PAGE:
Impressive Debut Puts New Spin on the Coming-of-Age Film
In a day and age where each genre (and subgenre) of film must push boundaries and preconceived notions to be considered by an audience, Crystal Moselle’s debut narrative feature, Skate Kitchen, pulls out most of the stops with its edginess and authenticity … and it pays off. If you are expecting your mom and dad’s Coming of Age film, or anything John Hughes had his finger on in the 1980s, I am afraid that you are at the wrong screening.
Rachelle Vinberg stars as the reserved, but curious, Camille, a teenager balancing her inner child and outer adult once she joins the Skate Kitchen crew – a unit of all female skateboarders in New York City. The colorful and blunt group inspire Camille as she begins to discover herself and her position in the ever-changing world around her. While emotional pain, physical pain, and tension within her relationships (as well as herself) slow her down, the conclusion of the film is anything but a screeching halt.
What stands out most about Moselle’s work, other than the aesthetics, locations, and score, is how she devotes her full attention, care, respect, and eventual understanding to her subjects. Due to her almost journalistic pursuit of her thematic content, the characters in Skate Kitchen are admired for their victories and their defeats, because they are as close to authentic as humanly possible, without being found in the frames of a documentary. They are aware of their desires, their bodies, what and who they hate, and most importantly, their feelings and point of view of the world around them (even if they have a hard time expressing them). Each time the crew holds ‘council’, whether it is while smoking weed in Janay’s room, or during a mass make-out session at a get together with the other crews, we have a front row seat to their individual and communal expression.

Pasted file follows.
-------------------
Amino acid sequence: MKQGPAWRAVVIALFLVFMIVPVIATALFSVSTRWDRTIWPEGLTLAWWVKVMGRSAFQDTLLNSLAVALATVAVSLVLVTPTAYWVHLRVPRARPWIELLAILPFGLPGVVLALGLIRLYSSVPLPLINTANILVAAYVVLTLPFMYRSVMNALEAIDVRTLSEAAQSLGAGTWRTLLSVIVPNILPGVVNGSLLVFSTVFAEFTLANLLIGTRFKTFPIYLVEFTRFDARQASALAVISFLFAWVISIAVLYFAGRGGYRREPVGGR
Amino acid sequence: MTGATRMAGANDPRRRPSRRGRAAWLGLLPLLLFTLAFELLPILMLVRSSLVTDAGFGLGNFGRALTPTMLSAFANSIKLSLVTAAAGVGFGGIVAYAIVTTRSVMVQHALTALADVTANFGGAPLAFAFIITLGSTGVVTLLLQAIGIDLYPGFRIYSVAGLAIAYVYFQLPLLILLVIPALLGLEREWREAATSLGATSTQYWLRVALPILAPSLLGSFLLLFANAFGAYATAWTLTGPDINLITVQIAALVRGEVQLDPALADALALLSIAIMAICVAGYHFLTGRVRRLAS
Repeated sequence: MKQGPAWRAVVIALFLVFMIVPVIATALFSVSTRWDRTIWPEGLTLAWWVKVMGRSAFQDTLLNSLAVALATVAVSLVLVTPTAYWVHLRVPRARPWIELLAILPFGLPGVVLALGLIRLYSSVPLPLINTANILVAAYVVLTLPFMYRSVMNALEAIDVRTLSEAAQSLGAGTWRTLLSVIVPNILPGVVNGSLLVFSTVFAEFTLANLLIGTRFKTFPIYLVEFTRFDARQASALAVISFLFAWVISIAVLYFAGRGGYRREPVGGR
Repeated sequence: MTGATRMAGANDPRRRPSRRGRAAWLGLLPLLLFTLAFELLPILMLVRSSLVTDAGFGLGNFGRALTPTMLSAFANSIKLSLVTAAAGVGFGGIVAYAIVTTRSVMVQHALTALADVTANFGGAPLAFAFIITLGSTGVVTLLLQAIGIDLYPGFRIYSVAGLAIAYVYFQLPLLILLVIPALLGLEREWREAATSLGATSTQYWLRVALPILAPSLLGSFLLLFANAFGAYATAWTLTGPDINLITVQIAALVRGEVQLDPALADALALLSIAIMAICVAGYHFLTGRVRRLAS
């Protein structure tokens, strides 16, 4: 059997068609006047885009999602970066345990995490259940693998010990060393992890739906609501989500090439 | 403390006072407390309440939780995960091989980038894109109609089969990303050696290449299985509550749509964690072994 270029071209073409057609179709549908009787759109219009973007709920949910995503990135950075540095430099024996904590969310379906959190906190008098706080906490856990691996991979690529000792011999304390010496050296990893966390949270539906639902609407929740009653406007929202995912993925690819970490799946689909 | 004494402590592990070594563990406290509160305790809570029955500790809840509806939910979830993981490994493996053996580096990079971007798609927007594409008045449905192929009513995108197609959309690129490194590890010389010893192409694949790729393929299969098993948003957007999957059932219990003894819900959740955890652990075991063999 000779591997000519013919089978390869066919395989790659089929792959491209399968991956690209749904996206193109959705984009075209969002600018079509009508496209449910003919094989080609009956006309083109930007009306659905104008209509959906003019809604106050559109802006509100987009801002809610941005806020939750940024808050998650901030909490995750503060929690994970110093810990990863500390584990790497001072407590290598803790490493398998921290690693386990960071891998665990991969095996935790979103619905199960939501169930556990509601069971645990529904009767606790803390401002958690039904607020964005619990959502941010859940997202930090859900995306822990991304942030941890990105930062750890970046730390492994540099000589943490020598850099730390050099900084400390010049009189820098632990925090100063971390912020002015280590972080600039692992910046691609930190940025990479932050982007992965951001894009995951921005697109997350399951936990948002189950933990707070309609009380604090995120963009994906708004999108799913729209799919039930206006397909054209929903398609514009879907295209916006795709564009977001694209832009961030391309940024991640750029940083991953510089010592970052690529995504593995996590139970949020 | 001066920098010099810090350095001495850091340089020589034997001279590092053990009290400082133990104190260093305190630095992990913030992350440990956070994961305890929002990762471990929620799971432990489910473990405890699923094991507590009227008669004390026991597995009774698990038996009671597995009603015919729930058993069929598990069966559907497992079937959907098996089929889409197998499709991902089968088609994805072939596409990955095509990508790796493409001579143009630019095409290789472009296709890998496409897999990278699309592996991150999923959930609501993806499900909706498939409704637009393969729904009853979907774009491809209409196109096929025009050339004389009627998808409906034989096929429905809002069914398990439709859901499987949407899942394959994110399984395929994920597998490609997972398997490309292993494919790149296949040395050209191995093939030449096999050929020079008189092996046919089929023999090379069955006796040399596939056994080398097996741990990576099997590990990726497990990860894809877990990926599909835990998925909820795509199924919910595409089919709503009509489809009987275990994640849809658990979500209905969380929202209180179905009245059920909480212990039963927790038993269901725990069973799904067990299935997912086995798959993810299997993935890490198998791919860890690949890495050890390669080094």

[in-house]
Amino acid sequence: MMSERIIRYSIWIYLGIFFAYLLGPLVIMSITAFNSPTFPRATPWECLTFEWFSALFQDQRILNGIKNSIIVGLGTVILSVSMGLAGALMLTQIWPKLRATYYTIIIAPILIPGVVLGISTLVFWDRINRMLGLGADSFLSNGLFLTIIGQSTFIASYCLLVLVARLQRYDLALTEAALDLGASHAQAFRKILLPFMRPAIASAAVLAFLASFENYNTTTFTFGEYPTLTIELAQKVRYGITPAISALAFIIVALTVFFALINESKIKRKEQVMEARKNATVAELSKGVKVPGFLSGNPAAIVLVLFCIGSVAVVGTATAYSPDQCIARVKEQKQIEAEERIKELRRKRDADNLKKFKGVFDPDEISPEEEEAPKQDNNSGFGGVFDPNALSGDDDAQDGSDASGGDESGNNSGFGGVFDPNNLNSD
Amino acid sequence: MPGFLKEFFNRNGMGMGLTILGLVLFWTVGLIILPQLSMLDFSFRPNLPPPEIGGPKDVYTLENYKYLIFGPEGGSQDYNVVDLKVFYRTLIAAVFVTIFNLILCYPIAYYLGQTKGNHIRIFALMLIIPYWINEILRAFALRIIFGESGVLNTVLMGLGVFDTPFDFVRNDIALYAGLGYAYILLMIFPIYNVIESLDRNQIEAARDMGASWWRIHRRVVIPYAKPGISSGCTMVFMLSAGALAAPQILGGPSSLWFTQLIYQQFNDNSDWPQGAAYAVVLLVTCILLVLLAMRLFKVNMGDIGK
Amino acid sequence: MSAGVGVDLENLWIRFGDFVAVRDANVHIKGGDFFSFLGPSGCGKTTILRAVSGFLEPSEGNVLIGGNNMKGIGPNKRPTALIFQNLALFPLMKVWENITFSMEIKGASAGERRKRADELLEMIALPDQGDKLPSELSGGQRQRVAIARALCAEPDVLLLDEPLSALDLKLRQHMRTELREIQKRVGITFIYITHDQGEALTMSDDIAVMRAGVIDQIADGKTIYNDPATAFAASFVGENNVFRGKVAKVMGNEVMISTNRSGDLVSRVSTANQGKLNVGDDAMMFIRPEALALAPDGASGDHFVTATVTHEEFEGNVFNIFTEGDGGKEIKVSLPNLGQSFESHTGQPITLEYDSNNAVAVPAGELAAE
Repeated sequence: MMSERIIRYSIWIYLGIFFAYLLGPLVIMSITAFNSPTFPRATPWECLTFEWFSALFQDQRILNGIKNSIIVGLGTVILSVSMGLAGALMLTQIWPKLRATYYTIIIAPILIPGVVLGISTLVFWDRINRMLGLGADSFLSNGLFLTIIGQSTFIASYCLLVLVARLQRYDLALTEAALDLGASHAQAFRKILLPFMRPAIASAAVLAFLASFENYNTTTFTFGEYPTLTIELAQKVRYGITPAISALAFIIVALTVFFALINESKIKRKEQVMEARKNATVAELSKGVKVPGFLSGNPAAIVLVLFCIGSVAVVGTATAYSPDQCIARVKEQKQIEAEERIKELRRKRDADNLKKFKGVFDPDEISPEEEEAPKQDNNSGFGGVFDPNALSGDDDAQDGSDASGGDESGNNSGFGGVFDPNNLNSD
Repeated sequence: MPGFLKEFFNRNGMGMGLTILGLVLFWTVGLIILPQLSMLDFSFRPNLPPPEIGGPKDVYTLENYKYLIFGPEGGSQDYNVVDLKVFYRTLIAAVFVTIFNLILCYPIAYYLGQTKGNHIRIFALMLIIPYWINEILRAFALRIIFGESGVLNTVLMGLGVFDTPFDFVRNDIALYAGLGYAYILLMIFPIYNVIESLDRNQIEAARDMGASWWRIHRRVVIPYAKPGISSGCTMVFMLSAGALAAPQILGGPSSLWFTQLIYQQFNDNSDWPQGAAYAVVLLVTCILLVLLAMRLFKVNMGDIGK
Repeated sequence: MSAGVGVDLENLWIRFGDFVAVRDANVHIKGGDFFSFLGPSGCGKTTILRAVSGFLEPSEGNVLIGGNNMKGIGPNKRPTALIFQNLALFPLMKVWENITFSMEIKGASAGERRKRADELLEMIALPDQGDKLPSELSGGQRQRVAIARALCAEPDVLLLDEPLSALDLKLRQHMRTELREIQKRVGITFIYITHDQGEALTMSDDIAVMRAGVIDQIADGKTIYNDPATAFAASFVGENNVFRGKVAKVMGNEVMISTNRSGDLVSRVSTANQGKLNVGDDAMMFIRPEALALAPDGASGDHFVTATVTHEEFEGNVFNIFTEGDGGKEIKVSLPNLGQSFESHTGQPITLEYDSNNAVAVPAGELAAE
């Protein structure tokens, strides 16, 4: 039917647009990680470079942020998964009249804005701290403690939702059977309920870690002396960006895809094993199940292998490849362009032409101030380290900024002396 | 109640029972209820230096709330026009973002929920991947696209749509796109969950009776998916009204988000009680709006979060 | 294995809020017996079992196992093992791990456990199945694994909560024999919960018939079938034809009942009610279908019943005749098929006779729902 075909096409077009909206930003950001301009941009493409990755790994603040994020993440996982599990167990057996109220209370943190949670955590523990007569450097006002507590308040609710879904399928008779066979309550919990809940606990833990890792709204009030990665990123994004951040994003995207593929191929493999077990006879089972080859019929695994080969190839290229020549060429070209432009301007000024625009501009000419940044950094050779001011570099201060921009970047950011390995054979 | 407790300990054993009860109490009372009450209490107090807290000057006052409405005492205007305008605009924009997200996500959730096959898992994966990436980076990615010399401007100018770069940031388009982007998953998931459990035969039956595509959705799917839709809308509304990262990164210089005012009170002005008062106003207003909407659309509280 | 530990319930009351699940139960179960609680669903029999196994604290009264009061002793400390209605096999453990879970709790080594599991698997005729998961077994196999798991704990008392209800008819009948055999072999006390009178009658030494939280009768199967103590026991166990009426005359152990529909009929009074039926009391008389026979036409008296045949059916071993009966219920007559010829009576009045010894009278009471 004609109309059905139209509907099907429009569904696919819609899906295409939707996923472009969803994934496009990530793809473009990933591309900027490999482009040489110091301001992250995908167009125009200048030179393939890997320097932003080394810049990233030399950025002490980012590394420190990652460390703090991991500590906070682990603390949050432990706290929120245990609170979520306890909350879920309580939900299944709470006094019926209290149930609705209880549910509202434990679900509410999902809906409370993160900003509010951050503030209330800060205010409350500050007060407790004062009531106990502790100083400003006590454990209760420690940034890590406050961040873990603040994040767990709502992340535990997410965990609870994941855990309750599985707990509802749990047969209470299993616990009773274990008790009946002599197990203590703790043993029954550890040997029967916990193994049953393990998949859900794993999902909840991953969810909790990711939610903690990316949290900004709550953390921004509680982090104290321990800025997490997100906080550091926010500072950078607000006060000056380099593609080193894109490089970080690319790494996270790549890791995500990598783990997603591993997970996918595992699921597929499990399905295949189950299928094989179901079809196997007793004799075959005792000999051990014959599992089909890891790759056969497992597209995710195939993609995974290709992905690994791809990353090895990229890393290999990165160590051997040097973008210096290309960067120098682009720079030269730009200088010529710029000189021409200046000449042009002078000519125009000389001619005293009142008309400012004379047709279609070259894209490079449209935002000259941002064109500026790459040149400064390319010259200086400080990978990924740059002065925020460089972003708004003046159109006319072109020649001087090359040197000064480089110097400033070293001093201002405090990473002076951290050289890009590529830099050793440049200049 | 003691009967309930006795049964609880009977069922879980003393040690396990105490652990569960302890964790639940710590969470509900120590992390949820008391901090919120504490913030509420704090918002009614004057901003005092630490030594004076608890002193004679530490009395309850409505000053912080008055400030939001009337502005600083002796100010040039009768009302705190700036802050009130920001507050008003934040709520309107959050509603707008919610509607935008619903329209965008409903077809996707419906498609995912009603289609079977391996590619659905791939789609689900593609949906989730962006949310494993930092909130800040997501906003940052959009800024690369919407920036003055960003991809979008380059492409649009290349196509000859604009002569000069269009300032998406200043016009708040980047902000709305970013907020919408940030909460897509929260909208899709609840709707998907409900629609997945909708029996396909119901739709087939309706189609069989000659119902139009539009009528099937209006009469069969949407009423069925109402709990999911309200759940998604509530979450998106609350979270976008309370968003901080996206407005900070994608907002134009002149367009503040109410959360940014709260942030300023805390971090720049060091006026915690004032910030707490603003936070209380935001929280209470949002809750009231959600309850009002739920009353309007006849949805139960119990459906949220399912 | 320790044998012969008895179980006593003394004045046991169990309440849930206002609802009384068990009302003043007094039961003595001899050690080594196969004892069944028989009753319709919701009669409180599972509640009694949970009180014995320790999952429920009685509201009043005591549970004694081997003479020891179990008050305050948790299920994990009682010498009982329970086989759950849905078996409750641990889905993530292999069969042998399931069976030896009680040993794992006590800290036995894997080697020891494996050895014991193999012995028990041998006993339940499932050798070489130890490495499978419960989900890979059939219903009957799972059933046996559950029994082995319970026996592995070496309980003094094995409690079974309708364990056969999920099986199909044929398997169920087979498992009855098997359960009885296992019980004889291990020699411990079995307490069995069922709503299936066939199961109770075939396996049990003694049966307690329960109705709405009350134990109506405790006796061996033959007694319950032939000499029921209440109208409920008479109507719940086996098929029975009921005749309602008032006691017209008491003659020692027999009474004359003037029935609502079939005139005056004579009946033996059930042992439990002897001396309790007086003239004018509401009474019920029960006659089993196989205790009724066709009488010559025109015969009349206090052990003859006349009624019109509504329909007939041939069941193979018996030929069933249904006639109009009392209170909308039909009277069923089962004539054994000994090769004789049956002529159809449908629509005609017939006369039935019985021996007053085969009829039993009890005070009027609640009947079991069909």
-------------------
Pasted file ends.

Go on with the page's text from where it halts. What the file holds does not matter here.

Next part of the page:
In a world that still tends to see things in black-and-white when it comes to gender norms, Moselle challenges those norms with the ease of an older sister and the care and firmness of a mother. By using the very women who inspired her ‘fictional’ characters, the film shines with empowerment. So much so that one of the stars of the cast, Jaden Smith, becomes a second thought by comparison. They are currently living the lives of this fictional/non-fictional crew, as women and as members of an androgynous generation. Their insight is vital to the new age of the subgenre that for the longest time inspired kids to be like Molly Ringwald or Emilio Estevez.
This is not to say that Moselle’s feature is completely groundbreaking. It still contains certain Coming of Age tropes. From the use of montages, to the joy of being free from adults, to the eventual tension that causes the crew to part ways (and eventually coming back together), the structure can be rather predictable at times. Additionally, the moments when the dialogue and situations attempt to be edgier in hopes of keeping modern audiences intrigued do not always pay off. One believes because of these ‘bumper guards’ that the writers put in place for their first narrative feature to ensure a formulaic success that critics might have felt indifferent or unimpressed by the film.
In spite of these concerns, the film is quite an experience, even if it appeals to one generation over another. It is clear with films like Moselle’s we are entering a new age of youthful self-discovery on the silver screen, and its inclusiveness to all is to be applauded.